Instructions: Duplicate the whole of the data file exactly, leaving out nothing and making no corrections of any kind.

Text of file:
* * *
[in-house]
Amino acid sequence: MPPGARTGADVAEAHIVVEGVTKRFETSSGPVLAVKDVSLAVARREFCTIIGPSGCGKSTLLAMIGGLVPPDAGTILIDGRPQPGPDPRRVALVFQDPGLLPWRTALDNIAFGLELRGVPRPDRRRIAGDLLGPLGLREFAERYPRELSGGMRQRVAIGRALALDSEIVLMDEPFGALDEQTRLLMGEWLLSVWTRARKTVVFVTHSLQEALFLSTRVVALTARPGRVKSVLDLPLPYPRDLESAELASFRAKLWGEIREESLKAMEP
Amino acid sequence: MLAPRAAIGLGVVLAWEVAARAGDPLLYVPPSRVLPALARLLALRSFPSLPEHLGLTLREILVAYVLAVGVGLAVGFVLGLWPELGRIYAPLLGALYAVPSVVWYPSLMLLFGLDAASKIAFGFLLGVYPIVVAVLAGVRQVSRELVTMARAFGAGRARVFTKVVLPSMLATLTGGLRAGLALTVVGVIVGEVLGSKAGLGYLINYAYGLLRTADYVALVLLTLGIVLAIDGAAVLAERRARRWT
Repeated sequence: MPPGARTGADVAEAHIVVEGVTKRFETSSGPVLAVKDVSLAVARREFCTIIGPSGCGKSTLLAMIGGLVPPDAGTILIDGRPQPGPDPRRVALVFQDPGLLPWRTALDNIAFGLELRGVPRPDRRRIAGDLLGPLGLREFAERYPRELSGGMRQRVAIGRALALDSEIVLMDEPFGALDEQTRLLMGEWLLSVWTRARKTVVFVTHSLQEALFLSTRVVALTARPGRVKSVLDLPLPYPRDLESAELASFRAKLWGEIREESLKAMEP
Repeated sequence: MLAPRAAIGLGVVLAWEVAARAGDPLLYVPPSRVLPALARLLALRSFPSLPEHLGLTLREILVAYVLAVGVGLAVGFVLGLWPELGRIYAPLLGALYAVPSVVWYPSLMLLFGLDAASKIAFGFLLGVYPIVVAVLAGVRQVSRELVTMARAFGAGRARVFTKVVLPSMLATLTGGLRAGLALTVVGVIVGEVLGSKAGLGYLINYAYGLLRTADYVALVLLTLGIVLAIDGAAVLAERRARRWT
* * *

[in-house]
Amino acid sequence: MPPGARTGADVAEAHIVVEGVTKRFETSSGPVLAVKDVSLAVARREFCTIIGPSGCGKSTLLAMIGGLVPPDAGTILIDGRPQPGPDPRRVALVFQDPGLLPWRTALDNIAFGLELRGVPRPDRRRIAGDLLGPLGLREFAERYPRELSGGMRQRVAIGRALALDSEIVLMDEPFGALDEQTRLLMGEWLLSVWTRARKTVVFVTHSLQEALFLSTRVVALTARPGRVKSVLDLPLPYPRDLESAELASFRAKLWGEIREESLKAMEP
Amino acid sequence: MLAPRAAIGLGVVLAWEVAARAGDPLLYVPPSRVLPALARLLALRSFPSLPEHLGLTLREILVAYVLAVGVGLAVGFVLGLWPELGRIYAPLLGALYAVPSVVWYPSLMLLFGLDAASKIAFGFLLGVYPIVVAVLAGVRQVSRELVTMARAFGAGRARVFTKVVLPSMLATLTGGLRAGLALTVVGVIVGEVLGSKAGLGYLINYAYGLLRTADYVALVLLTLGIVLAIDGAAVLAERRARRWT
Repeated sequence: MPPGARTGADVAEAHIVVEGVTKRFETSSGPVLAVKDVSLAVARREFCTIIGPSGCGKSTLLAMIGGLVPPDAGTILIDGRPQPGPDPRRVALVFQDPGLLPWRTALDNIAFGLELRGVPRPDRRRIAGDLLGPLGLREFAERYPRELSGGMRQRVAIGRALALDSEIVLMDEPFGALDEQTRLLMGEWLLSVWTRARKTVVFVTHSLQEALFLSTRVVALTARPGRVKSVLDLPLPYPRDLESAELASFRAKLWGEIREESLKAMEP
Repeated sequence: MLAPRAAIGLGVVLAWEVAARAGDPLLYVPPSRVLPALARLLALRSFPSLPEHLGLTLREILVAYVLAVGVGLAVGFVLGLWPELGRIYAPLLGALYAVPSVVWYPSLMLLFGLDAASKIAFGFLLGVYPIVVAVLAGVRQVSRELVTMARAFGAGRARVFTKVVLPSMLATLTGGLRAGLALTVVGVIVGEVLGSKAGLGYLINYAYGLLRTADYVALVLLTLGIVLAIDGAAVLAERRARRWT